The majority of 'home' fires occur in the kitchen, and are the leading cause of injury from fires. Residential fires have other causes such as smoldering ashes from smoking in your room or apartment, or placing heating elements too close to furniture or other combustible materials. Fires such as these, can be particularly dangerous because they may smolder for a long period before being discovered by sleeping residents.

Residential fires are preventable! Here are some important tips for fire prevention:

Cooking

  • Stay in the kitchen when you are frying, grilling, or broiling food. If you leave the kitchen for even a short period of time, turn off the stove.
  • Wear short, close-fitting or tightly rolled sleeves when cooking.
  • Do not cook if you are sleepy, have been drinking alcohol, or have taken medicine that makes you drowsy.
  • Keep children away from cooking areas by enforcing a "kid-free zone" of 3 feet around the stove.

Additionally, if you are cooking, and the grease in the pan catches fire, do not pour water onto the grease fire, or attempt to move the pan.

  1. Grab an oven mitt, then using the mitt, place a lid over the flaming grease in the pan, and turn off the burner.
  2. This will remove the oxygen from the fire and help it to extinguish.
  3. If the fire does not go out immediately, or the flames have spread onto any other objects near the stove, leave the apartment immediately and call 911.

Smoking

  • Remember smoking is never allowed in our buildings! Smoking is only allowed in designated smoking areas. If you have a question of where a designated smoking area is, ask your Resident Assistant (RA)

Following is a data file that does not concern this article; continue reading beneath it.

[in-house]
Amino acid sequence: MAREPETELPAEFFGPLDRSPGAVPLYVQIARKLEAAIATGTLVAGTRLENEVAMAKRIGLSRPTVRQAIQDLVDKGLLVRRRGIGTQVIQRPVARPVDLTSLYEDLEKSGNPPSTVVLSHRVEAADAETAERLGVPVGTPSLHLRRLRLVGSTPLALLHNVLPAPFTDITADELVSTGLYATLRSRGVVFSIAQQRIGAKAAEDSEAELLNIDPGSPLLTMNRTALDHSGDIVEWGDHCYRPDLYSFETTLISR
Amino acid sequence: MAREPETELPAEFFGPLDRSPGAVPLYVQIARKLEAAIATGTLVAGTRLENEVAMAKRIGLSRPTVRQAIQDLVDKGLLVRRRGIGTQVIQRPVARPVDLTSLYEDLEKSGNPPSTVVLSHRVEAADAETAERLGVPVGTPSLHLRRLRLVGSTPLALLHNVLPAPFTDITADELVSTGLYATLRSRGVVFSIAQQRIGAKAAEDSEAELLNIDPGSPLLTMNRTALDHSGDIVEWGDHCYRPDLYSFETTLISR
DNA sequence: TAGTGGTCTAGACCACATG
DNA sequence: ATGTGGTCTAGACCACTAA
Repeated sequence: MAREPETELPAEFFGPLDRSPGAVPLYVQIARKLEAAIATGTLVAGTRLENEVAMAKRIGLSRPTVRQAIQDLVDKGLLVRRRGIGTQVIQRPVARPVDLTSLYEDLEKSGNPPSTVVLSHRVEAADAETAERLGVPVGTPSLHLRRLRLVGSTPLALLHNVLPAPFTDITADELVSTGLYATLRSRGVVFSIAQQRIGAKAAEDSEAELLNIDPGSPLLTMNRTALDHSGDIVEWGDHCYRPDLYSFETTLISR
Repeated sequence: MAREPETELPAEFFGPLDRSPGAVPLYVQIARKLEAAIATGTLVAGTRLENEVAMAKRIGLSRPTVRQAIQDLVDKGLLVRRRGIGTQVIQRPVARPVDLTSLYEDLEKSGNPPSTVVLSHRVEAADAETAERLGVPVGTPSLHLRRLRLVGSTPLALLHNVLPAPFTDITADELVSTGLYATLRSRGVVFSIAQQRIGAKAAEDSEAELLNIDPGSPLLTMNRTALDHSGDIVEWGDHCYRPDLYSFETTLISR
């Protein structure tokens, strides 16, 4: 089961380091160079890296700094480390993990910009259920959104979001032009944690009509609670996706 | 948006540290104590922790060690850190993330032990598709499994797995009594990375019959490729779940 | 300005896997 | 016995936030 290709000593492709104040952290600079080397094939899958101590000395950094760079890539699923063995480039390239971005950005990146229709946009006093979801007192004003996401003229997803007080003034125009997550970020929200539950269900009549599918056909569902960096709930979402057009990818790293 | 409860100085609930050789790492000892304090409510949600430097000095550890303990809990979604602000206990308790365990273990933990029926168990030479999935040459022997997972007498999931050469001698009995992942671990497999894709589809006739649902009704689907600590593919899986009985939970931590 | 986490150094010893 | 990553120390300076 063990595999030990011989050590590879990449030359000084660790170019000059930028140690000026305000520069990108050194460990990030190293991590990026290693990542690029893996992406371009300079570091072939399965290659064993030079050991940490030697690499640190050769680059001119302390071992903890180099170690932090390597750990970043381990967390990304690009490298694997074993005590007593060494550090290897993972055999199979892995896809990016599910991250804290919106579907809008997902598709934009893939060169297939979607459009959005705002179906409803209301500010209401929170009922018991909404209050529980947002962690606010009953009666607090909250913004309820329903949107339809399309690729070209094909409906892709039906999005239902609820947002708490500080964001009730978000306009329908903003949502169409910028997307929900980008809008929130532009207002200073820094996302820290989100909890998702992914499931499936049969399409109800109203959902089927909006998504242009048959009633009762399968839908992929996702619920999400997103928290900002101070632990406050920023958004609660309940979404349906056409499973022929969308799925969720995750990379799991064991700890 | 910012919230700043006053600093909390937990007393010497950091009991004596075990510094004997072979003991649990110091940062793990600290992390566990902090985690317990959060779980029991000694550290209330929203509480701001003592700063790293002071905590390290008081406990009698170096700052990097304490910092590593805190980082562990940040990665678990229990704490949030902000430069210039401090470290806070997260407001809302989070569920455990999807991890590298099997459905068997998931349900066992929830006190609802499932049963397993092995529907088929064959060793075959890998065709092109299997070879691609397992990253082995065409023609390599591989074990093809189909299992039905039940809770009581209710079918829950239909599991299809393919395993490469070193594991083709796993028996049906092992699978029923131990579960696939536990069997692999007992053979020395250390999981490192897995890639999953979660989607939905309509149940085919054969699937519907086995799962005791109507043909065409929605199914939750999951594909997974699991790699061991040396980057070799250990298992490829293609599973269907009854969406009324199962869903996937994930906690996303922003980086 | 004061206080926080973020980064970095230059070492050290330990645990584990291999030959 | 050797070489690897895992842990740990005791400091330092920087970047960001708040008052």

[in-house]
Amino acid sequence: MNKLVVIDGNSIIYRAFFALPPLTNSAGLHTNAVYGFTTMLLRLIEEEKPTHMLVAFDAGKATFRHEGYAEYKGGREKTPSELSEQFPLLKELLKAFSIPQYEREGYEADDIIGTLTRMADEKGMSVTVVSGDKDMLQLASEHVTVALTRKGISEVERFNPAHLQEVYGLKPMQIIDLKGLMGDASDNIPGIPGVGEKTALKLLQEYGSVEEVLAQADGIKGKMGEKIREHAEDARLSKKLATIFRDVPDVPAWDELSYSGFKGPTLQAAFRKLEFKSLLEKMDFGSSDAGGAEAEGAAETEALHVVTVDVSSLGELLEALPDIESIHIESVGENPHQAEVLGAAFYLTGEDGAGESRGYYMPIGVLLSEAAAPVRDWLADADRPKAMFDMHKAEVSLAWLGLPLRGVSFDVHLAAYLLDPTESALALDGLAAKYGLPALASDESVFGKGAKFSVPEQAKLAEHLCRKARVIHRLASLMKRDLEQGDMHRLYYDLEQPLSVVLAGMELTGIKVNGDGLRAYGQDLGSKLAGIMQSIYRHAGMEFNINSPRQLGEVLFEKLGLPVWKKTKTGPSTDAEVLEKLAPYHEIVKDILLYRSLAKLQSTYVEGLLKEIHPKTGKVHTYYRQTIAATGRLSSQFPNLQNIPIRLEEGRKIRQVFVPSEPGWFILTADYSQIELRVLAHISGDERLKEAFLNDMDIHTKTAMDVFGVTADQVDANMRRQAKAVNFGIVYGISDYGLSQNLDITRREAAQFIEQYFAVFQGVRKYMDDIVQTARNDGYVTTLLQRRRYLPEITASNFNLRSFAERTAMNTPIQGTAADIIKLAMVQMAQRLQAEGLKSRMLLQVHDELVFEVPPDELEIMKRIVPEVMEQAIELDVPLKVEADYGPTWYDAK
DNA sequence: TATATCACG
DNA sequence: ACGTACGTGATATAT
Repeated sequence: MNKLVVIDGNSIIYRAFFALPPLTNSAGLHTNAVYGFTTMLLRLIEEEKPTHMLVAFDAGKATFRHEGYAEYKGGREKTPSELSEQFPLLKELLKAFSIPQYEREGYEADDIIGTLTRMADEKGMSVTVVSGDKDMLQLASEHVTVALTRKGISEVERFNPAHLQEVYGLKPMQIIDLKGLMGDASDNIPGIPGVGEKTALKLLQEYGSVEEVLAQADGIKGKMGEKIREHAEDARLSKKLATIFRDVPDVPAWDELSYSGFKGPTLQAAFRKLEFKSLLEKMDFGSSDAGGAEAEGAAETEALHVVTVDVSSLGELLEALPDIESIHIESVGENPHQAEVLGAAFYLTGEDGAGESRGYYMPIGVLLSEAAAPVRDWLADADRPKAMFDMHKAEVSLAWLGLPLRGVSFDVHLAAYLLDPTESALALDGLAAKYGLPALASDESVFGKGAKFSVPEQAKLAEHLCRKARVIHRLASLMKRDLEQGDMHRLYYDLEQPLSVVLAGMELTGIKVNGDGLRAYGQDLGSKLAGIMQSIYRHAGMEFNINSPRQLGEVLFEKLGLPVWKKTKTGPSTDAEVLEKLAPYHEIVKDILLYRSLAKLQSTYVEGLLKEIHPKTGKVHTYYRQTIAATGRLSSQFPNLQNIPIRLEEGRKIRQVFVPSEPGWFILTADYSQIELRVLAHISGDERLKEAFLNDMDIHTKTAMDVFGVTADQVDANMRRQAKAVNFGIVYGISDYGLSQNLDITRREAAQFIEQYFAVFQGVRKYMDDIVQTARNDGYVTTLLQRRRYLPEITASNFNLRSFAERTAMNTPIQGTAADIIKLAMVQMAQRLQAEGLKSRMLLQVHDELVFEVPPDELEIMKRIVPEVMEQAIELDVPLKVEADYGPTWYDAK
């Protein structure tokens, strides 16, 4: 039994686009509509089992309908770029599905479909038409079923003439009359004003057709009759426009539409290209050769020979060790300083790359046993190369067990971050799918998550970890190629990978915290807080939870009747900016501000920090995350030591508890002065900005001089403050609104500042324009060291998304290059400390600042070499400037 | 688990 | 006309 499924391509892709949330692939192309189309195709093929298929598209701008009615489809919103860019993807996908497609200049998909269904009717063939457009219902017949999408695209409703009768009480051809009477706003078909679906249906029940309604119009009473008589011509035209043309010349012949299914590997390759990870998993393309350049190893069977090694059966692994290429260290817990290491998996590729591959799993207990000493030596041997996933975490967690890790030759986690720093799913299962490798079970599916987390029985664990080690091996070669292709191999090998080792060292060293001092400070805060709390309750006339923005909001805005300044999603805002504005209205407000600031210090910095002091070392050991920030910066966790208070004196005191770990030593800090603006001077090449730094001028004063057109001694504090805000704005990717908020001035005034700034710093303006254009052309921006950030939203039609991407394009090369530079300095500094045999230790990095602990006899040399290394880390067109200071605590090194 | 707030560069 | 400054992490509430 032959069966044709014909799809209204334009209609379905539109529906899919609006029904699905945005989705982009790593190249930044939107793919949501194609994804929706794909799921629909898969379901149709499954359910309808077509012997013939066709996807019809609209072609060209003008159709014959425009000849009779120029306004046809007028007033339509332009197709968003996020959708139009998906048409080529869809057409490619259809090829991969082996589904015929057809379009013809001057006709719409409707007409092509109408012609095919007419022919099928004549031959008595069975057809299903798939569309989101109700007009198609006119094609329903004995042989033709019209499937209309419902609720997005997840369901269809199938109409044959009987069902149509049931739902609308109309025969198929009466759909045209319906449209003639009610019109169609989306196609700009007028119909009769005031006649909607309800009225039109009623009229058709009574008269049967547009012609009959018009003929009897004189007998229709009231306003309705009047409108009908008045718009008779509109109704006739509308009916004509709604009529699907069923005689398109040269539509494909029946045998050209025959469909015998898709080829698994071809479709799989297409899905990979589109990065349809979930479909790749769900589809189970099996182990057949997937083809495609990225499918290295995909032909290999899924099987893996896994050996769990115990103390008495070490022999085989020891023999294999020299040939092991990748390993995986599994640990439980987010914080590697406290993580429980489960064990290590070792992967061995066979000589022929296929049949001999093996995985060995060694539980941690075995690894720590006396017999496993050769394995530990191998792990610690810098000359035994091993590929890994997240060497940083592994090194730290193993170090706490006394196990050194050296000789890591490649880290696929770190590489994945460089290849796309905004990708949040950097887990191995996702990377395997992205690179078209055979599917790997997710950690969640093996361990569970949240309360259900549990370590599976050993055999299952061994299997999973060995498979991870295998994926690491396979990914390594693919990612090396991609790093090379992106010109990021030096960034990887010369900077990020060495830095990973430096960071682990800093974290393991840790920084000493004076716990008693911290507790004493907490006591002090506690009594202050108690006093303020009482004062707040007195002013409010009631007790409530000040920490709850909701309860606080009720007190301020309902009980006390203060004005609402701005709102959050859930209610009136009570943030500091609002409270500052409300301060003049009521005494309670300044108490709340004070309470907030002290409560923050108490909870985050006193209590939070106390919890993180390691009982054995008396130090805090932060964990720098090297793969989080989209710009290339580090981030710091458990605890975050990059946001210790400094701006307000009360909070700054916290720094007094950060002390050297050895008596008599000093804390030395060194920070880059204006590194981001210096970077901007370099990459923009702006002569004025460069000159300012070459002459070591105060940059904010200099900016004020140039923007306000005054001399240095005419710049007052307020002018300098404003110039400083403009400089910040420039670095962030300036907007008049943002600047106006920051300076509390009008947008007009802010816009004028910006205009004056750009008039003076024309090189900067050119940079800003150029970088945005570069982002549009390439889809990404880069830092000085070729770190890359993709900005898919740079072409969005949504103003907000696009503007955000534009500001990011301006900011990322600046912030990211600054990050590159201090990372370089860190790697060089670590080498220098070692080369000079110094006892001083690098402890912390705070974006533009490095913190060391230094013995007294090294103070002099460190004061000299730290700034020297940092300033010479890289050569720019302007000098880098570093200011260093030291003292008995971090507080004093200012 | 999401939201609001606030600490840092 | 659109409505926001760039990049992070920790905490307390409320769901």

Electrical and Appliance Safety

  • Frayed wires can cause fires. Replace all worn, old or damaged appliance cords immediately and do not run cords under rugs or furniture.
  • Buy electrical products evaluated by a nationally recognized laboratory, such as Underwriters Laboratories (UL).
  • If an appliance has a three-prong plug, use it only in a three-slot outlet. Never force it to fit into a two-slot outlet or extension cord.
  • Use electrical extension cords wisely; never overload extension cords or wall sockets.
  • Immediately shut off, light switches that are hot to the touch and lights that flicker. Report these at once to the Service Desk (415-405-0579)

Portable Space Heaters

  • Keep combustible objects at least three feet away from portable heating devices.
  • Buy only heaters evaluated by a nationally recognized laboratory, such as Underwriters Laboratories (UL).
  • Portable heaters must have a thermostat control mechanism, and will switch off automatically if the heater falls over.
  • Remember: Kerosene or fuel heaters are not allowed in Housing townhouses or apartment buildings.

More Prevention Tips

  • Avoid using lighted candles. Also remember candles are not allowed in our residential community
  • Never use the range or oven to heat your home.
  • Replace mattresses made before the 2007 Federal Mattress Flammability Standard. Mattresses made since then are required by law to be safer.
  • Keep combustible and flammable liquids away from heat sources.

For more information on fire safety, the following resources are available:
FEMA's U.S. Fire Administration:
http://www.usfa.fema.gov/nfa/nfaonline/

The National Fire Protection Agency (NFPA): http://www.nfpa.org/

Additionally for more information on fire safety and emergency preparedness; Emergency Notification System; CPR and First Aid; crime reports; and safety education, at SFSU, please check out www.sfsu.edu/~upd.

*All information pertaining to fire safety was either adapted, worded, or resourced from:
The Federal Emergency Management Agency: http://www.ready.gov/home-fires; U.S. Fire Administration: http://www.usfa.fema.gov/nfa/nfaonline/; or The National Fire Protection Agency (NFPA): http://www.nfpa.org/

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Gender Identity/Expression Guidelines